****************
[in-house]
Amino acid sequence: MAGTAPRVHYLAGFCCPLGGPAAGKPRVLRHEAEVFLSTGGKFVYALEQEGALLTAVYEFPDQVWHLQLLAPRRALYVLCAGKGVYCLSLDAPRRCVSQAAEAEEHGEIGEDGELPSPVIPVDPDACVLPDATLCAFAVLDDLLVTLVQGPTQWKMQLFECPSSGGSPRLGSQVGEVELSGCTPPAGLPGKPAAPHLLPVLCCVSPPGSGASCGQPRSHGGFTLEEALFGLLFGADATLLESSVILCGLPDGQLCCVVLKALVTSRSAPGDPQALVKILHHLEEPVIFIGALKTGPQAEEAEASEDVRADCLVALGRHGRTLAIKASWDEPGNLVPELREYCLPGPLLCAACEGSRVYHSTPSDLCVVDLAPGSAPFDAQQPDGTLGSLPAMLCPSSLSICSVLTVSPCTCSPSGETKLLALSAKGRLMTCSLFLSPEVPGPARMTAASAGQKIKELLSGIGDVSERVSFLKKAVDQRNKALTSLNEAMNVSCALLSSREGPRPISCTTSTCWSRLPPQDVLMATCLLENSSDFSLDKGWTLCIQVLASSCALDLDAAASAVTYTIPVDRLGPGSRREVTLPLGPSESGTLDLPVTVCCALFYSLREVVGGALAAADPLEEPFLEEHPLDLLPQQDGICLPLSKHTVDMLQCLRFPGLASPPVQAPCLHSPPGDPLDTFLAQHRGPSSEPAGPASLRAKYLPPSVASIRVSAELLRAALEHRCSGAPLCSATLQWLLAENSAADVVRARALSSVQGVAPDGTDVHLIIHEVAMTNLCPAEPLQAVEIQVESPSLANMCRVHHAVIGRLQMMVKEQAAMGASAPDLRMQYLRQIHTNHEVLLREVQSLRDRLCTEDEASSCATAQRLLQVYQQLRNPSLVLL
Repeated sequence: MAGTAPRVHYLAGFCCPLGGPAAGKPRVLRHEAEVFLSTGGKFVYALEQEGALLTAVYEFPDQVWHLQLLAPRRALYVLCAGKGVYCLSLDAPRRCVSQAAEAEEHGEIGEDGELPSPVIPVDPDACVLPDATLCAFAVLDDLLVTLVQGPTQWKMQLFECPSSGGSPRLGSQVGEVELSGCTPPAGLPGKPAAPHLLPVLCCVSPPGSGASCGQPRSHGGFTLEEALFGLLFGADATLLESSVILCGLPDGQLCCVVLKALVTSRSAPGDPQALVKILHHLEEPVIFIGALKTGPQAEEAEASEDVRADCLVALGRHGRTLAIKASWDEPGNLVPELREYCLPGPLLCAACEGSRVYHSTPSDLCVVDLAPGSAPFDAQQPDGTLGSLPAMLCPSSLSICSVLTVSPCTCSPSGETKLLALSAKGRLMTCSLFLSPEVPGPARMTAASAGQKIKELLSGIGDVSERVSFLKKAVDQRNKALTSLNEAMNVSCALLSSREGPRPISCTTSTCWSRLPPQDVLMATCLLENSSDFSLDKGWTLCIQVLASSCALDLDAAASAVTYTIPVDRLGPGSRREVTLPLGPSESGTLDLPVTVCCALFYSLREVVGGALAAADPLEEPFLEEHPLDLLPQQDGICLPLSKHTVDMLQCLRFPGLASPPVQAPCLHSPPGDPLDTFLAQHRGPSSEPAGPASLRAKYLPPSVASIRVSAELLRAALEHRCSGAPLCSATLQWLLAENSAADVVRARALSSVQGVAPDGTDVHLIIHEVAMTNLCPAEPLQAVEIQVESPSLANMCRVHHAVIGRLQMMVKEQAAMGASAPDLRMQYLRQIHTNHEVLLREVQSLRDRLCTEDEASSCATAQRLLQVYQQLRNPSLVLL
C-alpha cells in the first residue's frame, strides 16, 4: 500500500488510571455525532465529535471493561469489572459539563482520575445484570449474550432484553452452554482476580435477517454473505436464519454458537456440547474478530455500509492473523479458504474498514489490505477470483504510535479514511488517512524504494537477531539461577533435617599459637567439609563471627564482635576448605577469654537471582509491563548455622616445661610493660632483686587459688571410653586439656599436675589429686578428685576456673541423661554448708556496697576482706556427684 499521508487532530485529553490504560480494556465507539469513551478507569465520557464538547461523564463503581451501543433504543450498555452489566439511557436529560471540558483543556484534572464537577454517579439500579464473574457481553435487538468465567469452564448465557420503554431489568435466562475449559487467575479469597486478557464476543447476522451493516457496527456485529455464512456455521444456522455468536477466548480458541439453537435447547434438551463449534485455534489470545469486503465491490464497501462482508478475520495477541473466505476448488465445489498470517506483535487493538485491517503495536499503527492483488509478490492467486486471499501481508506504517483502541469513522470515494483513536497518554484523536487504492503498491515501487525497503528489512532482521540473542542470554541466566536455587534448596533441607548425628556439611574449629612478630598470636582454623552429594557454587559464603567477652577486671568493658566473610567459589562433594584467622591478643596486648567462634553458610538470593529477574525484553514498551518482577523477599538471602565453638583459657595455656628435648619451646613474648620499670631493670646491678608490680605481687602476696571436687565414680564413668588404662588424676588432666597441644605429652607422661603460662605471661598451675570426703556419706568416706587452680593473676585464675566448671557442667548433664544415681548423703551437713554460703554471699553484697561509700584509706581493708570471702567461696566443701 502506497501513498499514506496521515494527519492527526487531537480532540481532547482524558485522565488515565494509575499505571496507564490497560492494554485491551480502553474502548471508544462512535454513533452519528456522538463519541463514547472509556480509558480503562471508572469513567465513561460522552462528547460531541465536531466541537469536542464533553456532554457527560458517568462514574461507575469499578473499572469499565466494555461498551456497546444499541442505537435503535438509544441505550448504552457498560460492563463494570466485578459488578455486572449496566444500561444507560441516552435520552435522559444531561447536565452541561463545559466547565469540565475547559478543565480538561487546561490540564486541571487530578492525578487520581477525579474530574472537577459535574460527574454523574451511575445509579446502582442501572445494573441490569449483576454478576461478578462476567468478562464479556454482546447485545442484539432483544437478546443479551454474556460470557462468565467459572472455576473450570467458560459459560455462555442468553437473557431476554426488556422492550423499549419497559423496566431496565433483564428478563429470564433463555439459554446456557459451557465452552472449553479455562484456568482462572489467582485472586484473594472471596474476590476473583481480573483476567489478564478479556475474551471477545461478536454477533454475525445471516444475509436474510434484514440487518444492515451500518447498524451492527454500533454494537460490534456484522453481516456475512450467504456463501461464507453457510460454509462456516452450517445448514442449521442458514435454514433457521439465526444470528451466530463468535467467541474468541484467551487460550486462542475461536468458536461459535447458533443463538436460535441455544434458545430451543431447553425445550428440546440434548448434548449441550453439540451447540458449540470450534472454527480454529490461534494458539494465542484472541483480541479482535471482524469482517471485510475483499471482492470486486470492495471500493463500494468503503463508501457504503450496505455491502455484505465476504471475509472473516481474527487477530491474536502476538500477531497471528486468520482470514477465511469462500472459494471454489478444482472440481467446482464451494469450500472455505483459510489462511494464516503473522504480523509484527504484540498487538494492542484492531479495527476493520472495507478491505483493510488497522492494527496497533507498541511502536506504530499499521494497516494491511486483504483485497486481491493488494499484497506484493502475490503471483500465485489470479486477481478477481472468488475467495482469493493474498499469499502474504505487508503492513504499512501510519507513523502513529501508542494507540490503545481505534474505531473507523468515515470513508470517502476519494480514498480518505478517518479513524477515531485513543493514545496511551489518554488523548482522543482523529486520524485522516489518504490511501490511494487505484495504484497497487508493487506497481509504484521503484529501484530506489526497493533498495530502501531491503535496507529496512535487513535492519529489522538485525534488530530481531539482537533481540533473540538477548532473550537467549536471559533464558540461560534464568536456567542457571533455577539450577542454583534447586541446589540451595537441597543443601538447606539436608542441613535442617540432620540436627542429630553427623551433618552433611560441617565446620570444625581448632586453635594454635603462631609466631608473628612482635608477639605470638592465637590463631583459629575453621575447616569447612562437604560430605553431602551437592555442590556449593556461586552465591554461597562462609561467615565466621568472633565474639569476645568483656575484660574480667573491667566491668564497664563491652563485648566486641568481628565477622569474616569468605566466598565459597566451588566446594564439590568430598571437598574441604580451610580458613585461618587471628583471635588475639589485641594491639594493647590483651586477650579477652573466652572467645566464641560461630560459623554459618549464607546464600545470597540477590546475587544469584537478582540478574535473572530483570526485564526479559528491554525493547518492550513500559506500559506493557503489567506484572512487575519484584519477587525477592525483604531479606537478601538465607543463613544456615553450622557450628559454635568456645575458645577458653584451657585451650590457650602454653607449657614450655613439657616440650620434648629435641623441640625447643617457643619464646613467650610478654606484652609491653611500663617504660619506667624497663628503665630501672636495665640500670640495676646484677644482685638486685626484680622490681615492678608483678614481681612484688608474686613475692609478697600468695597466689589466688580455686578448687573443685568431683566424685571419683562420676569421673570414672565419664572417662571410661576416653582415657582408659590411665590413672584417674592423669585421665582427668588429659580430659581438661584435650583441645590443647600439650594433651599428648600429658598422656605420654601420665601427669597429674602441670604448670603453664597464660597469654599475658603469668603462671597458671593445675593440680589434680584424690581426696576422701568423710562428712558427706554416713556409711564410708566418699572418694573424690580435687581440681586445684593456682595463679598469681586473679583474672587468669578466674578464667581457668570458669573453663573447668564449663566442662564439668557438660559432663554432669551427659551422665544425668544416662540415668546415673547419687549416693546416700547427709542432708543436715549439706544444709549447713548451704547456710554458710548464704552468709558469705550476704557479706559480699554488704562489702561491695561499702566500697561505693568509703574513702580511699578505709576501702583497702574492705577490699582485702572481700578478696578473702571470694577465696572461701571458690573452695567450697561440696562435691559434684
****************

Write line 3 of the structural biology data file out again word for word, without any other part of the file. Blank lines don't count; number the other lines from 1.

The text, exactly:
Repeated sequence: MAGTAPRVHYLAGFCCPLGGPAAGKPRVLRHEAEVFLSTGGKFVYALEQEGALLTAVYEFPDQVWHLQLLAPRRALYVLCAGKGVYCLSLDAPRRCVSQAAEAEEHGEIGEDGELPSPVIPVDPDACVLPDATLCAFAVLDDLLVTLVQGPTQWKMQLFECPSSGGSPRLGSQVGEVELSGCTPPAGLPGKPAAPHLLPVLCCVSPPGSGASCGQPRSHGGFTLEEALFGLLFGADATLLESSVILCGLPDGQLCCVVLKALVTSRSAPGDPQALVKILHHLEEPVIFIGALKTGPQAEEAEASEDVRADCLVALGRHGRTLAIKASWDEPGNLVPELREYCLPGPLLCAACEGSRVYHSTPSDLCVVDLAPGSAPFDAQQPDGTLGSLPAMLCPSSLSICSVLTVSPCTCSPSGETKLLALSAKGRLMTCSLFLSPEVPGPARMTAASAGQKIKELLSGIGDVSERVSFLKKAVDQRNKALTSLNEAMNVSCALLSSREGPRPISCTTSTCWSRLPPQDVLMATCLLENSSDFSLDKGWTLCIQVLASSCALDLDAAASAVTYTIPVDRLGPGSRREVTLPLGPSESGTLDLPVTVCCALFYSLREVVGGALAAADPLEEPFLEEHPLDLLPQQDGICLPLSKHTVDMLQCLRFPGLASPPVQAPCLHSPPGDPLDTFLAQHRGPSSEPAGPASLRAKYLPPSVASIRVSAELLRAALEHRCSGAPLCSATLQWLLAENSAADVVRARALSSVQGVAPDGTDVHLIIHEVAMTNLCPAEPLQAVEIQVESPSLANMCRVHHAVIGRLQMMVKEQAAMGASAPDLRMQYLRQIHTNHEVLLREVQSLRDRLCTEDEASSCATAQRLLQVYQQLRNPSLVLL